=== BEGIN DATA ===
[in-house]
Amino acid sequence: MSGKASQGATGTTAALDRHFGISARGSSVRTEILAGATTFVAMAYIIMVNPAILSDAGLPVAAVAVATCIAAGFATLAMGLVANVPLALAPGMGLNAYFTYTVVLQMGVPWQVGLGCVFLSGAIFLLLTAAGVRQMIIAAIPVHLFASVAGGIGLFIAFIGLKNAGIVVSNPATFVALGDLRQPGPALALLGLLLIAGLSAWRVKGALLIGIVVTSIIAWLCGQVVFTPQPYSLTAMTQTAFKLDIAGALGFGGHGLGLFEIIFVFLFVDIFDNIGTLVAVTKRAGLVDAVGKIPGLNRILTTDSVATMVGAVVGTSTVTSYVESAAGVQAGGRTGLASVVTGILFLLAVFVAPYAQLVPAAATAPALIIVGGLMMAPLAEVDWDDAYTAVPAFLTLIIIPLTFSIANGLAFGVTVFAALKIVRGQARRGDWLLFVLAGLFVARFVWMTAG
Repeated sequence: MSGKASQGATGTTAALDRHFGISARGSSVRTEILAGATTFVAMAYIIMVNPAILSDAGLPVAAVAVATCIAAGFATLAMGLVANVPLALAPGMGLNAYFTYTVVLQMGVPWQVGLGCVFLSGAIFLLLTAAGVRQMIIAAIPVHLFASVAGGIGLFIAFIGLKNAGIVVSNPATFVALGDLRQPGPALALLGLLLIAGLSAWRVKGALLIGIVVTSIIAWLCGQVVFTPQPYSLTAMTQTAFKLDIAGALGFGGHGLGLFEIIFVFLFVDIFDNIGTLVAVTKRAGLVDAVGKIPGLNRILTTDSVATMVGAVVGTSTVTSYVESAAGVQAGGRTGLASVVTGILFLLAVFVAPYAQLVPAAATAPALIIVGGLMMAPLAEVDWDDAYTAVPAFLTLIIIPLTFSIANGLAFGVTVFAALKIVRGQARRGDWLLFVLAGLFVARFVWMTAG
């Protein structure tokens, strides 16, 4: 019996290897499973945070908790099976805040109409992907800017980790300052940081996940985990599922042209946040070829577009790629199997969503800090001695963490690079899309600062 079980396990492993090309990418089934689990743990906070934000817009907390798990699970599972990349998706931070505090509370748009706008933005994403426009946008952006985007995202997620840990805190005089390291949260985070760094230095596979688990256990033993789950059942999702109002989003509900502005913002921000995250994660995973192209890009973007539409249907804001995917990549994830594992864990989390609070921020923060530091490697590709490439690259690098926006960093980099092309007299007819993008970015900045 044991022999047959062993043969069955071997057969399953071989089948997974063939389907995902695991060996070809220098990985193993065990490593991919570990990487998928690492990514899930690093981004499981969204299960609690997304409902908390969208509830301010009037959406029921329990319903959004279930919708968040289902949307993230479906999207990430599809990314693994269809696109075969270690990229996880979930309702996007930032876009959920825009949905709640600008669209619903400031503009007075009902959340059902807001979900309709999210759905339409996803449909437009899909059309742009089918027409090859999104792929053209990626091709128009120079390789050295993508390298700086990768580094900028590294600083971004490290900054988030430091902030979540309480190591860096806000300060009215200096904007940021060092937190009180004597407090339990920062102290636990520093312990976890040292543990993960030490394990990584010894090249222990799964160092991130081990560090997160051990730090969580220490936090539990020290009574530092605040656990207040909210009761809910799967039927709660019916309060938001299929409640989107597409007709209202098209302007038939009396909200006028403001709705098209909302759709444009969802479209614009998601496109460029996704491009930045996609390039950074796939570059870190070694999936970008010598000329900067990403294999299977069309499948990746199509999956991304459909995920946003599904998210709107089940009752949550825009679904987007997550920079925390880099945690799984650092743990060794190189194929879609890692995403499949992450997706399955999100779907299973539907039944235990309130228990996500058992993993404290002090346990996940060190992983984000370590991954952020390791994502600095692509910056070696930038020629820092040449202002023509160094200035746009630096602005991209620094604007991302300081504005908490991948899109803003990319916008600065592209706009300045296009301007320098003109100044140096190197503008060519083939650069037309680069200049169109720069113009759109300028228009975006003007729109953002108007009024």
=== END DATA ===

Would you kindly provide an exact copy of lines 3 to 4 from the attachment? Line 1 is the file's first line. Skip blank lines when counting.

Repeated sequence: MSGKASQGATGTTAALDRHFGISARGSSVRTEILAGATTFVAMAYIIMVNPAILSDAGLPVAAVAVATCIAAGFATLAMGLVANVPLALAPGMGLNAYFTYTVVLQMGVPWQVGLGCVFLSGAIFLLLTAAGVRQMIIAAIPVHLFASVAGGIGLFIAFIGLKNAGIVVSNPATFVALGDLRQPGPALALLGLLLIAGLSAWRVKGALLIGIVVTSIIAWLCGQVVFTPQPYSLTAMTQTAFKLDIAGALGFGGHGLGLFEIIFVFLFVDIFDNIGTLVAVTKRAGLVDAVGKIPGLNRILTTDSVATMVGAVVGTSTVTSYVESAAGVQAGGRTGLASVVTGILFLLAVFVAPYAQLVPAAATAPALIIVGGLMMAPLAEVDWDDAYTAVPAFLTLIIIPLTFSIANGLAFGVTVFAALKIVRGQARRGDWLLFVLAGLFVARFVWMTAG
């Protein structure tokens, strides 16, 4: 019996290897499973945070908790099976805040109409992907800017980790300052940081996940985990599922042209946040070829577009790629199997969503800090001695963490690079899309600062 079980396990492993090309990418089934689990743990906070934000817009907390798990699970599972990349998706931070505090509370748009706008933005994403426009946008952006985007995202997620840990805190005089390291949260985070760094230095596979688990256990033993789950059942999702109002989003509900502005913002921000995250994660995973192209890009973007539409249907804001995917990549994830594992864990989390609070921020923060530091490697590709490439690259690098926006960093980099092309007299007819993008970015900045 044991022999047959062993043969069955071997057969399953071989089948997974063939389907995902695991060996070809220098990985193993065990490593991919570990990487998928690492990514899930690093981004499981969204299960609690997304409902908390969208509830301010009037959406029921329990319903959004279930919708968040289902949307993230479906999207990430599809990314693994269809696109075969270690990229996880979930309702996007930032876009959920825009949905709640600008669209619903400031503009007075009902959340059902807001979900309709999210759905339409996803449909437009899909059309742009089918027409090859999104792929053209990626091709128009120079390789050295993508390298700086990768580094900028590294600083971004490290900054988030430091902030979540309480190591860096806000300060009215200096904007940021060092937190009180004597407090339990920062102290636990520093312990976890040292543990993960030490394990990584010894090249222990799964160092991130081990560090997160051990730090969580220490936090539990020290009574530092605040656990207040909210009761809910799967039927709660019916309060938001299929409640989107597409007709209202098209302007038939009396909200006028403001709705098209909302759709444009969802479209614009998601496109460029996704491009930045996609390039950074796939570059870190070694999936970008010598000329900067990403294999299977069309499948990746199509999956991304459909995920946003599904998210709107089940009752949550825009679904987007997550920079925390880099945690799984650092743990060794190189194929879609890692995403499949992450997706399955999100779907299973539907039944235990309130228990996500058992993993404290002090346990996940060190992983984000370590991954952020390791994502600095692509910056070696930038020629820092040449202002023509160094200035746009630096602005991209620094604007991302300081504005908490991948899109803003990319916008600065592209706009300045296009301007320098003109100044140096190197503008060519083939650069037309680069200049169109720069113009759109300028228009975006003007729109953002108007009024």